Non-Citizens with Mental Disabilities

Travis Packer, Esq.


November 23, 2010

In 2009, Immigration and Customs Enforcement (ICE) detained approximately 380,000 people. Roughly 15 percent of the non-citizen population in detention, or around 57,000 people, have a mental disability. Unfortunately, these mental disabilities often go unrecognized by law enforcement and immigration officials, resulting in less access to justice for the individual and greater confusion and complexity for the attorneys and judges handling the cases. The consequences of immigration enforcement for unauthorized immigrants, long-term permanent residents, asylum-seekers, and other non-citizens with mental disabilities can be severe. Even U.S. citizens have been unlawfully detained and deported because their mental disabilities made it impossible to effectively defend themselves in court.

Teasing out the complicated issues of fair treatment for people with mental disabilities caught up in our broken immigration system is not easy, particularly because it must be disentangled from the many challenges facing all immigrants who find themselves in immigration custody or in proceedings before the immigration court. As a report by Human Rights Watch and the American Civil Liberties Union aptly put it:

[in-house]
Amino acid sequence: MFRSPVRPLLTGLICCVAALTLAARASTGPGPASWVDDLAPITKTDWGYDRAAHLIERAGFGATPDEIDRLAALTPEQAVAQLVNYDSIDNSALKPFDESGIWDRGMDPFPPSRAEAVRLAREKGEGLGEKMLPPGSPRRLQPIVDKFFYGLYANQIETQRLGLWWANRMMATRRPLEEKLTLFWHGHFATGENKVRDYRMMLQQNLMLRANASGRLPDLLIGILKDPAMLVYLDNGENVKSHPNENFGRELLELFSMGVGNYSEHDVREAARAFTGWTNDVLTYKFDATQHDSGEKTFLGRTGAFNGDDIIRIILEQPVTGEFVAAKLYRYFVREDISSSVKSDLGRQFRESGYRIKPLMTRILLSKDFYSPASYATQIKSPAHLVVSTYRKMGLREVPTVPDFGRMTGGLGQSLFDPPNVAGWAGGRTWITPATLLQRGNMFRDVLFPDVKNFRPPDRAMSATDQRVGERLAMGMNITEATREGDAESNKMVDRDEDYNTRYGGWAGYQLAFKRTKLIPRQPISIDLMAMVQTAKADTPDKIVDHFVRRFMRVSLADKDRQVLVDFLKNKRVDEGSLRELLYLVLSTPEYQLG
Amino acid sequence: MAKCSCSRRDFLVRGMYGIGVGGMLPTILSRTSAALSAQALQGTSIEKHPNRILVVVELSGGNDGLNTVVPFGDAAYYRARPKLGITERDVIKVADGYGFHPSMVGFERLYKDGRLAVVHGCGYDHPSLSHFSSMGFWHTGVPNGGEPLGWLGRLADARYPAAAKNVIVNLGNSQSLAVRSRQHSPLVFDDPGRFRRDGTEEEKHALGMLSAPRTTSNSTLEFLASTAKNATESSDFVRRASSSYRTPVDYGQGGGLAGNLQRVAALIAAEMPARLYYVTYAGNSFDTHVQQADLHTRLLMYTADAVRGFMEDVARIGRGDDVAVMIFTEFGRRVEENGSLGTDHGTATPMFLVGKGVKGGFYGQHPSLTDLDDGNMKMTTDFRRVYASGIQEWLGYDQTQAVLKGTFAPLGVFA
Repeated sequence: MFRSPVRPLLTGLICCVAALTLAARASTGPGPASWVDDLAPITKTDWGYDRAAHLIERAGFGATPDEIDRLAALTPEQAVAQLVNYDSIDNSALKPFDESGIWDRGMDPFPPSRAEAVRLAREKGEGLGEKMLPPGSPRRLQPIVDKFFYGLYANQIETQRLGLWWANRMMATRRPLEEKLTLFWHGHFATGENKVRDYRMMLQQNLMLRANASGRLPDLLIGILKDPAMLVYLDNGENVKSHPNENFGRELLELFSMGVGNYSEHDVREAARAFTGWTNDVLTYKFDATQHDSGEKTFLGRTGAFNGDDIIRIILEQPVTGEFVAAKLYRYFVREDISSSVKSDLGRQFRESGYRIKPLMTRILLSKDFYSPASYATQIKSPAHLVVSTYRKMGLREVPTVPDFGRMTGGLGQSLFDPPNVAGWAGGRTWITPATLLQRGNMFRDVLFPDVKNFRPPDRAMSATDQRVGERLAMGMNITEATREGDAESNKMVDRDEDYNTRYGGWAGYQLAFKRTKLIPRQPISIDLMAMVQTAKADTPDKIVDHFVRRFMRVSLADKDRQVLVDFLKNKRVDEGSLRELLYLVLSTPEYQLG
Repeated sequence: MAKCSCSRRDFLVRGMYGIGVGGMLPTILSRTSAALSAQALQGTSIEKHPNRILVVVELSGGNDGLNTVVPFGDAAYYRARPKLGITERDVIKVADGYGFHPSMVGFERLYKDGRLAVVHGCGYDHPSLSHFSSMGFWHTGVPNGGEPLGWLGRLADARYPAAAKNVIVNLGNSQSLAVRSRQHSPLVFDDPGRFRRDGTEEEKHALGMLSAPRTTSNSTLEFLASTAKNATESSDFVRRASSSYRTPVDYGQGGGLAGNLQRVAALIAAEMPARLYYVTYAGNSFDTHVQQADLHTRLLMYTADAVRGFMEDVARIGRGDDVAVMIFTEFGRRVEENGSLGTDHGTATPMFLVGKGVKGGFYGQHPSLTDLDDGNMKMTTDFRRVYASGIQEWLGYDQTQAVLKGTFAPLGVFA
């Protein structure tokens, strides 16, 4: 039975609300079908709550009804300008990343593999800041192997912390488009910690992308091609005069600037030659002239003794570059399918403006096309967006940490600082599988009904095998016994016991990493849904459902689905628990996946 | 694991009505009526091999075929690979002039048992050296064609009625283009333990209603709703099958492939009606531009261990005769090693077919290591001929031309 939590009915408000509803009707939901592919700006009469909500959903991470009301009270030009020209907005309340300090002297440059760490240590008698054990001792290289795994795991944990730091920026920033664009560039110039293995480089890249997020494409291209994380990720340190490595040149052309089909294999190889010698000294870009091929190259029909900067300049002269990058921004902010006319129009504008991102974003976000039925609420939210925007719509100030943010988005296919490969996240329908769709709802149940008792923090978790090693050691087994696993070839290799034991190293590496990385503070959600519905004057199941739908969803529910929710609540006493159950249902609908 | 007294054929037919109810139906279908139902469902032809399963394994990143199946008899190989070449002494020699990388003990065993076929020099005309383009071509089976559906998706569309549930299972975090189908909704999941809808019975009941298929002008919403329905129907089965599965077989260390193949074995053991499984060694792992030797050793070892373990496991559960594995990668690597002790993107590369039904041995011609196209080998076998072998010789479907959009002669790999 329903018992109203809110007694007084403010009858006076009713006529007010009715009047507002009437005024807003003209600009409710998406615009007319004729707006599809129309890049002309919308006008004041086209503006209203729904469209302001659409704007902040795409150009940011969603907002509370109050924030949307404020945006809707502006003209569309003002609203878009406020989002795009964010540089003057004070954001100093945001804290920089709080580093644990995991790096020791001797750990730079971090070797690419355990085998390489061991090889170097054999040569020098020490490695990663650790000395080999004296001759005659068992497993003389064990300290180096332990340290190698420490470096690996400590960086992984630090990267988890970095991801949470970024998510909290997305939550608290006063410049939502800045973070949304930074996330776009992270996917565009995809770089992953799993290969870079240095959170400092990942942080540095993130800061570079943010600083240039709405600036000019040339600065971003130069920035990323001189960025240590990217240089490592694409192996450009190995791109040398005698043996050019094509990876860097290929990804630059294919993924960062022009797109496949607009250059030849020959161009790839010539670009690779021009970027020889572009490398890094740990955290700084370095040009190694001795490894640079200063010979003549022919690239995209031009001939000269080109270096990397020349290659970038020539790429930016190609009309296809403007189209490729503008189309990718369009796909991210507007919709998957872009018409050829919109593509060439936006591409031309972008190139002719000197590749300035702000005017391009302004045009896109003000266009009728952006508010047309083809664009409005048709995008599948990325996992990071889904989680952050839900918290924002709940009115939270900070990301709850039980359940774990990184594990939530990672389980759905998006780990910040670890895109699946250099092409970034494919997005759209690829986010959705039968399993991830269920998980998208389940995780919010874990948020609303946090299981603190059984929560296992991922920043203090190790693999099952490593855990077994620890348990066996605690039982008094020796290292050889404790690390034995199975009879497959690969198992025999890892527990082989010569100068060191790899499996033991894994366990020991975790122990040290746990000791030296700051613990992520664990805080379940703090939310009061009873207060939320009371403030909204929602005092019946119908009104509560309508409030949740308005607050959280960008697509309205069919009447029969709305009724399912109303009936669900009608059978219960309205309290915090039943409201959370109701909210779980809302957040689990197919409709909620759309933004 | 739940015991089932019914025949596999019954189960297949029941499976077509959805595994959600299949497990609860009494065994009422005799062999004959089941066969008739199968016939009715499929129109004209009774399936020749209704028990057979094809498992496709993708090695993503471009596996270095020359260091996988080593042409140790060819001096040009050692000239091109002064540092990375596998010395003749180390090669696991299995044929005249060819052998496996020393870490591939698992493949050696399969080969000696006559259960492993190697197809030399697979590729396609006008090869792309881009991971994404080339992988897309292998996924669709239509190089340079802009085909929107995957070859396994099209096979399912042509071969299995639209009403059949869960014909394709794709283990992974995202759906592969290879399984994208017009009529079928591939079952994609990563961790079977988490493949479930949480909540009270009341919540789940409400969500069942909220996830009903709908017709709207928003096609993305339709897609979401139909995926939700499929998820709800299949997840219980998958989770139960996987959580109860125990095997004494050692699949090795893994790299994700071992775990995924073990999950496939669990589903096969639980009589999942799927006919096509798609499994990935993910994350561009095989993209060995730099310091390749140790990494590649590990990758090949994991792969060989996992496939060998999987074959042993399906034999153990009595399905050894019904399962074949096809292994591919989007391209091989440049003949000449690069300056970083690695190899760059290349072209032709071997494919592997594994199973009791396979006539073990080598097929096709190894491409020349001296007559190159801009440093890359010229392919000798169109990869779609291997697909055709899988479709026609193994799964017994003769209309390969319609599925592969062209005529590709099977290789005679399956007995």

Not every non-citizen with a mental disability is entitled to remain in the United States; but everyone is entitled to a fair hearing and a chance to defend his or her rights. If the US government is going to detain and deport individuals with mental disabilities, it must do so in a way that respects their human rights, honors US human rights commitments, and ensures fair and accurate court decisions.

Faced with mounting criticism of its practices, ICE conducted its own intensive internal review of its procedures for processing and detaining non-citizens with mental disabilities in 2009, which revealed vast deficiencies in the system. In July 2010, ICE convened a workshop on the issue to bring together stakeholders and government officials to explore the development of a pilot project to provide greater access to counsel. In September 2010, ICE held a forum between stakeholders in the immigration and mental health communities to further explore the problems and solutions concerning non-citizens with mental disabilities.

While these new initiatives are promising and reflect the Obama administration’s broad commitment to detention reform, the particular issues relating to the treatment of mental disabilities require immediate attention. This special report reviews and summarizes the key findings and recommendations of both non-governmental organizations and the Department of Homeland Security (DHS) with respect to arrest and detention of non-citizens with mental disabilities. It also highlights recommendations regarding access to counsel and the immigration courts made by the Legal Action Center of the American Immigration Council at the request of the Board of Immigration Appeals.

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